Most women diagnosed with breast cancer don’t have a family history of the disease. They are the first in their family to have it.
Nevertheless, people with a family history of Breast, Ovarian or Prostate cancer have an increased risk of #BreastCancer. The increased risk is likely due to genetic factors, but may also be due to shared lifestyle factors or other family traits.
Your father's side is equally important as your mother's side in determining your personal risk for developing breast cancer. There are several inherited genes linked with an increased risk of breast cancer, as well as other types of cancer.
Our friends at Bright Pink have a breast and ovarian cancer risk assessment tool accessible at
How can we reduce our risk of developing breast cancer?
1. Get regular breast and health checks.
Do your monthly Breast Self Examinations. If you notice anything outside your normal, get it checked by a doctor immediately. If you are 40 and above, you should have annual mammograms. Breast MRIs are also recommended for women with dense breasts. If you have a family history of breast cancer, you should speak to your doctor about starting Mammograms earlier and having a personalised breast screening plan.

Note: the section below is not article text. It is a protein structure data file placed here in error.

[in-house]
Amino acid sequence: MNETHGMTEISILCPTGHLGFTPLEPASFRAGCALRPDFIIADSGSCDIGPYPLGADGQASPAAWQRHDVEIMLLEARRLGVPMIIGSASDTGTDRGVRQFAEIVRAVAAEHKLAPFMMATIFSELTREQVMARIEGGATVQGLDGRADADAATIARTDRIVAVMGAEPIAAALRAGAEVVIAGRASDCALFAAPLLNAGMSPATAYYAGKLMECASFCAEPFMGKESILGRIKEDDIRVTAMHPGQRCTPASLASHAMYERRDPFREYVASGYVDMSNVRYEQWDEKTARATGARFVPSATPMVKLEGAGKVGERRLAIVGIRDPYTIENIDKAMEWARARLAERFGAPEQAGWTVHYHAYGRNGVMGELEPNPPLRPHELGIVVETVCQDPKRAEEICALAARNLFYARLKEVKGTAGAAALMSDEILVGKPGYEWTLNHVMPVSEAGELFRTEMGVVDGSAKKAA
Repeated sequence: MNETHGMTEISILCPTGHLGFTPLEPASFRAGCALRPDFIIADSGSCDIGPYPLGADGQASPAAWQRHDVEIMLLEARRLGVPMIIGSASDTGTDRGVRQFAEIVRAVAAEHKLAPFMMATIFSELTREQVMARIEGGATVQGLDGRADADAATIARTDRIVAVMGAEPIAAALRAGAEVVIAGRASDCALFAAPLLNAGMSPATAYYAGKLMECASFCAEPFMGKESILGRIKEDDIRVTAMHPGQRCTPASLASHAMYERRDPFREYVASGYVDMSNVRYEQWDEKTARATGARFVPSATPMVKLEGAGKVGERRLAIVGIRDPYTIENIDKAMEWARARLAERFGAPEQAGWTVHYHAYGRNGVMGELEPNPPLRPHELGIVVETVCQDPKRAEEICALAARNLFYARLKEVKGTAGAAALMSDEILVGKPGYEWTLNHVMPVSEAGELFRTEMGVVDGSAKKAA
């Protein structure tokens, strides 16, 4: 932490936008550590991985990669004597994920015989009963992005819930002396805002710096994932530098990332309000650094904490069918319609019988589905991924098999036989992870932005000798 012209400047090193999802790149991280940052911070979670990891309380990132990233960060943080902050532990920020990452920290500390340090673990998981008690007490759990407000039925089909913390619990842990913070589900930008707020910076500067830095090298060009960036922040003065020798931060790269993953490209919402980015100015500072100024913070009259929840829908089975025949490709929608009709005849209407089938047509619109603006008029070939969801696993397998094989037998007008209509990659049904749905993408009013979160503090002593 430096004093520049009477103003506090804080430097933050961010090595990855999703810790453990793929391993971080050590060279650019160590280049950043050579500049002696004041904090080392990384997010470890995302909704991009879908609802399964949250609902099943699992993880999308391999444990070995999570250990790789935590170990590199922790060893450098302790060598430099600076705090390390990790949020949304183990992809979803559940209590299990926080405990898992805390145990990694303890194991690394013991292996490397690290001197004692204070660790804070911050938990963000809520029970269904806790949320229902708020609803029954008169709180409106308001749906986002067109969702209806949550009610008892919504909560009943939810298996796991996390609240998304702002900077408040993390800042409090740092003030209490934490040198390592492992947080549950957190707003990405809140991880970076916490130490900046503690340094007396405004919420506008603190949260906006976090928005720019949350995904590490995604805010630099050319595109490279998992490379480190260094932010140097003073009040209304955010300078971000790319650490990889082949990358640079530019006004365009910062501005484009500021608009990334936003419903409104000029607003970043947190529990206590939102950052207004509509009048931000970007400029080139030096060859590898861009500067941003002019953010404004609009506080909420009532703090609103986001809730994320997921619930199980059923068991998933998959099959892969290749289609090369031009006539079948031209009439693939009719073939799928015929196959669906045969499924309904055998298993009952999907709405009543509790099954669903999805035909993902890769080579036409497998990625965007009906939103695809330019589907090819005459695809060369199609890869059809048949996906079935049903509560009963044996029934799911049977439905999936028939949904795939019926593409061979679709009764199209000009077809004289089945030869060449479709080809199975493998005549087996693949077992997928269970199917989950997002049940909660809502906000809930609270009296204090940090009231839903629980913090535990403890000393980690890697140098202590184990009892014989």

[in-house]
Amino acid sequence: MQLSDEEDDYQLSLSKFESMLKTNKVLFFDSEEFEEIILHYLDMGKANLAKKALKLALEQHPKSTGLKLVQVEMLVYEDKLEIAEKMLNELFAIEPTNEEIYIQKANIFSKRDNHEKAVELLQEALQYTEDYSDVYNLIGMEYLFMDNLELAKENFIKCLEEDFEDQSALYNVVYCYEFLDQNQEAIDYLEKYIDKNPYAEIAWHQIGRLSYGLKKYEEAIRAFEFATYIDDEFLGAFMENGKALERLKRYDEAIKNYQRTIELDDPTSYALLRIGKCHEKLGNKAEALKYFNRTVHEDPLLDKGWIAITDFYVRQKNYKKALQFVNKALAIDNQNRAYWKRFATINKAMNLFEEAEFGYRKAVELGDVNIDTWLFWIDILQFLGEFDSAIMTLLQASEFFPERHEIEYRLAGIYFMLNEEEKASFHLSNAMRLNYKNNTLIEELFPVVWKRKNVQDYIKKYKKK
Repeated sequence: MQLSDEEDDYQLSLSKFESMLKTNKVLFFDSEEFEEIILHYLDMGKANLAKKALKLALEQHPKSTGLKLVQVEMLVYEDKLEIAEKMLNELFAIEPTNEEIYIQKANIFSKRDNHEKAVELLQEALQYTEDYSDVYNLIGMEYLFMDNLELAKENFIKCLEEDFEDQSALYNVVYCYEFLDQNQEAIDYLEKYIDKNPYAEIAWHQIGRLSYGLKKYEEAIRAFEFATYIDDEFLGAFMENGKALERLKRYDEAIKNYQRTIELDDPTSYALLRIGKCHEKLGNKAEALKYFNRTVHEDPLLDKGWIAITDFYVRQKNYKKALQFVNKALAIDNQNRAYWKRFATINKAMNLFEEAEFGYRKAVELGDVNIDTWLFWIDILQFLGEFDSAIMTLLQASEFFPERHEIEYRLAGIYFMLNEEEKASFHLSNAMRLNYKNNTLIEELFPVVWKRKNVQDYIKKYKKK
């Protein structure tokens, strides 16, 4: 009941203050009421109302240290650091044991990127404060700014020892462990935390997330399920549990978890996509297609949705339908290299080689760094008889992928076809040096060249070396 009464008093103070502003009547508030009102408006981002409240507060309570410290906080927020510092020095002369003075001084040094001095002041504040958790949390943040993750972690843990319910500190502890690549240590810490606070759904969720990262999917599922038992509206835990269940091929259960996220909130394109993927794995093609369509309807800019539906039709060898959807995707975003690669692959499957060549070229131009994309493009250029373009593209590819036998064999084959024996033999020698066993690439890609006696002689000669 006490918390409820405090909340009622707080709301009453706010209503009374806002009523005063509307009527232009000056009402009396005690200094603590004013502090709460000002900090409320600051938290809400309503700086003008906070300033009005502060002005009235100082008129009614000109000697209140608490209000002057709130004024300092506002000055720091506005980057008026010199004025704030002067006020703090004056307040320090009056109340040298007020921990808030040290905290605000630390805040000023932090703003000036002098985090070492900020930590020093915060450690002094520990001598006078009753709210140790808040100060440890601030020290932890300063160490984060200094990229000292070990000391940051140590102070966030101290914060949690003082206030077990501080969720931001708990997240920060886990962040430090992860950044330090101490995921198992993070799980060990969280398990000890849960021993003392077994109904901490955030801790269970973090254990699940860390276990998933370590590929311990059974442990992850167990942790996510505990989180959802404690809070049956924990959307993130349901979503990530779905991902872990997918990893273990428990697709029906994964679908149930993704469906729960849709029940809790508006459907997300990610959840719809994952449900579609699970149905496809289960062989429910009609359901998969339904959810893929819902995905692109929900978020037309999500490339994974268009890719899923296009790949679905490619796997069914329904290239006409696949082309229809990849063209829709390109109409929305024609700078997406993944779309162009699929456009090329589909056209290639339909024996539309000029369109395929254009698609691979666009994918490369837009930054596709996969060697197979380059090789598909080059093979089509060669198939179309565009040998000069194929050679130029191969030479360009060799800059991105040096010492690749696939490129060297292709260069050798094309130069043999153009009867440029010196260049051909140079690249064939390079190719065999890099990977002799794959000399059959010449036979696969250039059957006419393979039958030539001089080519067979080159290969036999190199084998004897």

2. Maintain a healthy weight
In order to protect your breast health and overall health, maintain a healthy weight. By reducing excess fatty tissue, you'll eliminate some extra estrogen which can cause certain types of breast cancer.
3. Practice Breast Self Awareness
All women should get to know the normal look & feel of your breasts, learn the signs and symptoms of breast cancer and pay attention to any changes and see a doctor immediately.
4. Choose Healthy Lifestyle Habits
Eating a healthy diet, exercising, quiting alcohol, eliminating chemicals in personal care products and checking in with your body regularly are some ways you can lower your risk of developing breast cancer
National Institutes of Health